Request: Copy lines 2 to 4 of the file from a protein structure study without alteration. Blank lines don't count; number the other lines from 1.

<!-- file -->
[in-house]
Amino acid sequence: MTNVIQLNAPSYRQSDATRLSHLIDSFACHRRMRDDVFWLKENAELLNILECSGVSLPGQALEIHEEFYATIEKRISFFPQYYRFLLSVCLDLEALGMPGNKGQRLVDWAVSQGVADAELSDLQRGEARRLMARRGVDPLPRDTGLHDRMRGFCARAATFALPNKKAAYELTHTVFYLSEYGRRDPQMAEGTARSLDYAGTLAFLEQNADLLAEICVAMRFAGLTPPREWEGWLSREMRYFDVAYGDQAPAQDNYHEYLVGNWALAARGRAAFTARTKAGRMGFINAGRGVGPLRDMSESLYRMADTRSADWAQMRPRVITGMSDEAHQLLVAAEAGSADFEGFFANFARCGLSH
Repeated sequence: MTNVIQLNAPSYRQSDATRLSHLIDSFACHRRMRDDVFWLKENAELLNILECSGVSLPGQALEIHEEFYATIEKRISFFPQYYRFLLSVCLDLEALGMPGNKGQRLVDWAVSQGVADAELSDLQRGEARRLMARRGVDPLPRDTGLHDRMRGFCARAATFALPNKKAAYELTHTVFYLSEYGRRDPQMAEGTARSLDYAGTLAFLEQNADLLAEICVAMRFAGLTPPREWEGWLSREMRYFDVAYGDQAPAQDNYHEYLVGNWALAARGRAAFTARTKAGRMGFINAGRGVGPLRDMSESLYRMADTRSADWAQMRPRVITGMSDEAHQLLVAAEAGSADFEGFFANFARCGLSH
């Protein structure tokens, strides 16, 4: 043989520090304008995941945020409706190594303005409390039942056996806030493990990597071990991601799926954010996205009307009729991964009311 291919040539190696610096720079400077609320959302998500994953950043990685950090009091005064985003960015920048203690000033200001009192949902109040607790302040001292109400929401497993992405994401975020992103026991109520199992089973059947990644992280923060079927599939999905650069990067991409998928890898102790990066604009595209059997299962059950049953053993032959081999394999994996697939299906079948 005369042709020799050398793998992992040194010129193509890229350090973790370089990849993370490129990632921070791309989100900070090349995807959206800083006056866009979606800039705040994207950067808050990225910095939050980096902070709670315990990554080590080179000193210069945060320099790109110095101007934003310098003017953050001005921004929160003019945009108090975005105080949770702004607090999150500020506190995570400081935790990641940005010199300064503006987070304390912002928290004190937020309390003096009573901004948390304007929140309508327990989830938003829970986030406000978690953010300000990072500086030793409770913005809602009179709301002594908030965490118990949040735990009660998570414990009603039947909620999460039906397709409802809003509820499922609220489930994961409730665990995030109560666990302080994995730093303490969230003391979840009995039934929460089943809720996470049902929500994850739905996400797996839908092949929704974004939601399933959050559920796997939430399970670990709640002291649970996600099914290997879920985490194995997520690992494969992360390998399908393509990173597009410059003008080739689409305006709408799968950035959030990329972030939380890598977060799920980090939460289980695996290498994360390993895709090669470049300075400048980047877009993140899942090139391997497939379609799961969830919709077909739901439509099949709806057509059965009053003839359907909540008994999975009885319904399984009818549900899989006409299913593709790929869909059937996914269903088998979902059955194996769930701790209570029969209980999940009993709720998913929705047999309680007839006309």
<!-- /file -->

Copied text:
Amino acid sequence: MTNVIQLNAPSYRQSDATRLSHLIDSFACHRRMRDDVFWLKENAELLNILECSGVSLPGQALEIHEEFYATIEKRISFFPQYYRFLLSVCLDLEALGMPGNKGQRLVDWAVSQGVADAELSDLQRGEARRLMARRGVDPLPRDTGLHDRMRGFCARAATFALPNKKAAYELTHTVFYLSEYGRRDPQMAEGTARSLDYAGTLAFLEQNADLLAEICVAMRFAGLTPPREWEGWLSREMRYFDVAYGDQAPAQDNYHEYLVGNWALAARGRAAFTARTKAGRMGFINAGRGVGPLRDMSESLYRMADTRSADWAQMRPRVITGMSDEAHQLLVAAEAGSADFEGFFANFARCGLSH
Repeated sequence: MTNVIQLNAPSYRQSDATRLSHLIDSFACHRRMRDDVFWLKENAELLNILECSGVSLPGQALEIHEEFYATIEKRISFFPQYYRFLLSVCLDLEALGMPGNKGQRLVDWAVSQGVADAELSDLQRGEARRLMARRGVDPLPRDTGLHDRMRGFCARAATFALPNKKAAYELTHTVFYLSEYGRRDPQMAEGTARSLDYAGTLAFLEQNADLLAEICVAMRFAGLTPPREWEGWLSREMRYFDVAYGDQAPAQDNYHEYLVGNWALAARGRAAFTARTKAGRMGFINAGRGVGPLRDMSESLYRMADTRSADWAQMRPRVITGMSDEAHQLLVAAEAGSADFEGFFANFARCGLSH
């Protein structure tokens, strides 16, 4: 043989520090304008995941945020409706190594303005409390039942056996806030493990990597071990991601799926954010996205009307009729991964009311 291919040539190696610096720079400077609320959302998500994953950043990685950090009091005064985003960015920048203690000033200001009192949902109040607790302040001292109400929401497993992405994401975020992103026991109520199992089973059947990644992280923060079927599939999905650069990067991409998928890898102790990066604009595209059997299962059950049953053993032959081999394999994996697939299906079948 005369042709020799050398793998992992040194010129193509890229350090973790370089990849993370490129990632921070791309989100900070090349995807959206800083006056866009979606800039705040994207950067808050990225910095939050980096902070709670315990990554080590080179000193210069945060320099790109110095101007934003310098003017953050001005921004929160003019945009108090975005105080949770702004607090999150500020506190995570400081935790990641940005010199300064503006987070304390912002928290004190937020309390003096009573901004948390304007929140309508327990989830938003829970986030406000978690953010300000990072500086030793409770913005809602009179709301002594908030965490118990949040735990009660998570414990009603039947909620999460039906397709409802809003509820499922609220489930994961409730665990995030109560666990302080994995730093303490969230003391979840009995039934929460089943809720996470049902929500994850739905996400797996839908092949929704974004939601399933959050559920796997939430399970670990709640002291649970996600099914290997879920985490194995997520690992494969992360390998399908393509990173597009410059003008080739689409305006709408799968950035959030990329972030939380890598977060799920980090939460289980695996290498994360390993895709090669470049300075400048980047877009993140899942090139391997497939379609799961969830919709077909739901439509099949709806057509059965009053003839359907909540008994999975009885319904399984009818549900899989006409299913593709790929869909059937996914269903088998979902059955194996769930701790209570029969209980999940009993709720998913929705047999309680007839006309």